The fireworks at Super Bowl 50 weren’t just in the sky. Fierce debate continues about Beyoncé’s halftime show (Photo by Craig Hawkins via Flickr)

Sports and politics: How Beyoncé stole the Super Bowl halftime show

It wasn’t just Beyoncé’s performance that stole the Super Bowl halftime show away from Coldplay. It was the political message she delivered, including references to everything from police brutality to standards of beauty.

While many welcomed the act as a rallying cry to social awareness, there were others, like former New York City Mayor Rudy Giuliani, who took offence at what he interpreted to be a call for violence against the police.

While the controversy continues, writer Jelena Damjanovic spoke to Assistant Professor Simon Darnell of the Faculty of Kinesiology & Physical Education about the mix of sport and politics and its potential to effect change.

Darnell specializes in social movements and activism in sport, with a particular focus on sport for development and peace.

How well do sports and politics mix?

Tommie Smith and John Carlos give the Black Power salute at the 1968 Olympics. (image courtesy Hulton Archive/Getty Images)If the question is “do sports and politics mix?” then the answer is a resounding yes. Governments have long used sport to build consent for their ideologies, their policies or to build prestige domestically or internationally. I think one only needs to look at the celebratory relationship between sports, nationalism and the military as a recurring example of politics in sport.

At the same time, citizens have often looked to sport as a way to call attention to injustice or the need for social or political change. John Carlos and Tommie Smith and the Black Power salute at the 1968 Mexico Olympics [pictured at right, image courtesy Hulton Archive/Getty Images] is probably the most famous example of this (and Beyonce’s performance made reference to it).

By contrast, the question of how well sports and politics mix likely depends on your point of view and your social station. I would say that criticism of “politicizing” sport or the desire to keep sport free of politics is most often levied by those who have the most to gain from maintaining the political status quo.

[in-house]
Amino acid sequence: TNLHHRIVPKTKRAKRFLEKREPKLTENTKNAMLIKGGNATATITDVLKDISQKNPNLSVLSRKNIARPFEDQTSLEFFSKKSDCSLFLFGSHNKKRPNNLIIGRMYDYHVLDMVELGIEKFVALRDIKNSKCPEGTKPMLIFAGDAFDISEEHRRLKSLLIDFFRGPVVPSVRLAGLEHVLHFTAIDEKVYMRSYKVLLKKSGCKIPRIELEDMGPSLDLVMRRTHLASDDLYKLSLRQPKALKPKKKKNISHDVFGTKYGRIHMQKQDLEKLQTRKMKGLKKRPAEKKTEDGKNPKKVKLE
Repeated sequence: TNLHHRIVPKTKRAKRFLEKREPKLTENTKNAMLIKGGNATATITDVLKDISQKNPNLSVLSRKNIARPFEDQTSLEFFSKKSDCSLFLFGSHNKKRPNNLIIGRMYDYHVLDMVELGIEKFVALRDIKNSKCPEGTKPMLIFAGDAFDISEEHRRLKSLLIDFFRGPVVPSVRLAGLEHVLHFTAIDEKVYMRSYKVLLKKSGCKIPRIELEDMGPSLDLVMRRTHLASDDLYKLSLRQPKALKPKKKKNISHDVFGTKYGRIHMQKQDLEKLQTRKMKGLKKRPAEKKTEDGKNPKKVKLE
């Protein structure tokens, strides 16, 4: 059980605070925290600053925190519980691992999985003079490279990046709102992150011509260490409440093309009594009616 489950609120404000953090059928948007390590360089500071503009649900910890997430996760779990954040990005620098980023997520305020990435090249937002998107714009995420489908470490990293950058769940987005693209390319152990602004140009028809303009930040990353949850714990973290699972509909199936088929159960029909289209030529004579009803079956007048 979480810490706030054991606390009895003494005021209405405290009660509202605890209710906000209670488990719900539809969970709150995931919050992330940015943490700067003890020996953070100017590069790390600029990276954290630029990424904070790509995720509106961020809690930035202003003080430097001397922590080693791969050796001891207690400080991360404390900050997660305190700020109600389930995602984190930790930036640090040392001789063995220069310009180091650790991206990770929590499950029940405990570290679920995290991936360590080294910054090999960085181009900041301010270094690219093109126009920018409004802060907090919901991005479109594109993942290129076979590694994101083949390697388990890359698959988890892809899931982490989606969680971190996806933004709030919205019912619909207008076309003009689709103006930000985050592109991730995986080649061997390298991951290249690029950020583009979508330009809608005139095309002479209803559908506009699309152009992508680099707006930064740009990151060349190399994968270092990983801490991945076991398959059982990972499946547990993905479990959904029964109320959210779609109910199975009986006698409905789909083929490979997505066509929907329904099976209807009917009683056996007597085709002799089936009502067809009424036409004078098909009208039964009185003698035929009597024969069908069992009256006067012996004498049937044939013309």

Is it unusual for a sports event to be used to promote a political agenda?

I don’t think it’s unusual for sports events to carry a political message or be connected to a political agenda. What is different about this year’s Super Bowl is that the NFL and its partners have often been the ones to control the political narrative and it seems this year that a star of Beyoncé’s calibre was able to claim some agency over the message.

Is it a sign of the changing times that Beyoncé can sing about police brutality and Coldplay about marriage equality during the halftime show?

I think it is, to a degree. The 1980s and 90s saw a general lack of political engagement by the world’s biggest sports stars. Michael Jordan and Charles Barkley famously separated themselves from politics. But it seems now that we are faced with such significant social and political issues – around issues of race, gender and inequality – that it is increasingly difficult for the world of sport to be insulated from such politics.

Two other issues are significant. One is that corporate spectator sports, particularly the NFL, are bigger than they have ever been in terms of revenue and audiences, which means that they’re increasingly going to present an attractive platform for those who wish to start a political discussion or put forth a particular message. Another is that stars and celebrities like Beyoncé and Jay-Z now enjoy a level of power and control that is fairly unprecedented. One could make the argument that the Super Bowl needed Beyoncé more than vice versa. And moguls like Jay-Z now own nearly the entire means of media production and consumption. I would say this gives them an opportunity and a platform to take a political stance that entertainers and athletes have not had before.

What do you think the impact of this performance could be on the viewers, sport event organizers and the authorities?

As for the impact of these kinds of events on audiences and citizens, that is always difficult to assess and even more difficult to measure. I’m sure there are some who are feeling that politics unnecessarily encroached into their football experience at this year’s Super Bowl. But I think, and I hope, that the larger message is that movements like Black Lives Matter are not simply reflective of niche politics. Rather these are the issues of our time and they affect all of us. Being sports fans doesn’t afford us a space to ignore them.

Visit Flickr to see the original of the photo at top of story)

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